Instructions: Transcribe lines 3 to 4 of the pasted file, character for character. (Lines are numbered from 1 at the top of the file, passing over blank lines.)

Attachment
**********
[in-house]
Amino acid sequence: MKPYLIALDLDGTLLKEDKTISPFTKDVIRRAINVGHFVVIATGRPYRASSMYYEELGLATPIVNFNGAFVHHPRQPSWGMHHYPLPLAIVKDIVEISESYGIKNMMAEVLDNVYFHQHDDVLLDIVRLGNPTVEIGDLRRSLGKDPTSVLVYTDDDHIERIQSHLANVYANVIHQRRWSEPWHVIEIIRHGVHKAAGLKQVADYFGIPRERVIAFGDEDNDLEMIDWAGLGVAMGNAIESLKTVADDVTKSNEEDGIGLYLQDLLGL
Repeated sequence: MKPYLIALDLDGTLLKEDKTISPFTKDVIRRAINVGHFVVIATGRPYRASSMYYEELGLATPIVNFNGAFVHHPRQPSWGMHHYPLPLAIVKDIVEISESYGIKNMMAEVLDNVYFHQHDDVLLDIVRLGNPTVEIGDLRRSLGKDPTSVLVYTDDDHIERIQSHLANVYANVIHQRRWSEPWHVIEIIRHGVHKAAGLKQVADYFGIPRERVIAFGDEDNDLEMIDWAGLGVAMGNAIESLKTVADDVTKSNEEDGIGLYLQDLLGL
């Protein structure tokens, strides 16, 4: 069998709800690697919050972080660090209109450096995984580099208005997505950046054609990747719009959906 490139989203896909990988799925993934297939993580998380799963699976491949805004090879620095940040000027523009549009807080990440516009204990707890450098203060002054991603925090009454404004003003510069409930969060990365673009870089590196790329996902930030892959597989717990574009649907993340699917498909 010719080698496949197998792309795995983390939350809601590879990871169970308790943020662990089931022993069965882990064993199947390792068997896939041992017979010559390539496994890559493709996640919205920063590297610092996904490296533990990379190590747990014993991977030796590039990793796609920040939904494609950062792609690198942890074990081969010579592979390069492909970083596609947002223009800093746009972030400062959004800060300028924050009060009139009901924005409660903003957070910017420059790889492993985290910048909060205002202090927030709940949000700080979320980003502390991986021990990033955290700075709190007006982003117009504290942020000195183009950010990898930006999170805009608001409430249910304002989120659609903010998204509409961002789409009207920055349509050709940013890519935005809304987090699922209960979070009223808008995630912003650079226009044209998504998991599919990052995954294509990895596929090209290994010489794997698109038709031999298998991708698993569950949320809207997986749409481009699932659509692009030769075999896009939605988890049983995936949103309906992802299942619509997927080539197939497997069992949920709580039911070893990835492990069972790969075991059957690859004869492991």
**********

Repeated sequence: MKPYLIALDLDGTLLKEDKTISPFTKDVIRRAINVGHFVVIATGRPYRASSMYYEELGLATPIVNFNGAFVHHPRQPSWGMHHYPLPLAIVKDIVEISESYGIKNMMAEVLDNVYFHQHDDVLLDIVRLGNPTVEIGDLRRSLGKDPTSVLVYTDDDHIERIQSHLANVYANVIHQRRWSEPWHVIEIIRHGVHKAAGLKQVADYFGIPRERVIAFGDEDNDLEMIDWAGLGVAMGNAIESLKTVADDVTKSNEEDGIGLYLQDLLGL
């Protein structure tokens, strides 16, 4: 069998709800690697919050972080660090209109450096995984580099208005997505950046054609990747719009959906 490139989203896909990988799925993934297939993580998380799963699976491949805004090879620095940040000027523009549009807080990440516009204990707890450098203060002054991603925090009454404004003003510069409930969060990365673009870089590196790329996902930030892959597989717990574009649907993340699917498909 010719080698496949197998792309795995983390939350809601590879990871169970308790943020662990089931022993069965882990064993199947390792068997896939041992017979010559390539496994890559493709996640919205920063590297610092996904490296533990990379190590747990014993991977030796590039990793796609920040939904494609950062792609690198942890074990081969010579592979390069492909970083596609947002223009800093746009972030400062959004800060300028924050009060009139009901924005409660903003957070910017420059790889492993985290910048909060205002202090927030709940949000700080979320980003502390991986021990990033955290700075709190007006982003117009504290942020000195183009950010990898930006999170805009608001409430249910304002989120659609903010998204509409961002789409009207920055349509050709940013890519935005809304987090699922209960979070009223808008995630912003650079226009044209998504998991599919990052995954294509990895596929090209290994010489794997698109038709031999298998991708698993569950949320809207997986749409481009699932659509692009030769075999896009939605988890049983995936949103309906992802299942619509997927080539197939497997069992949920709580039911070893990835492990069972790969075991059957690859004869492991």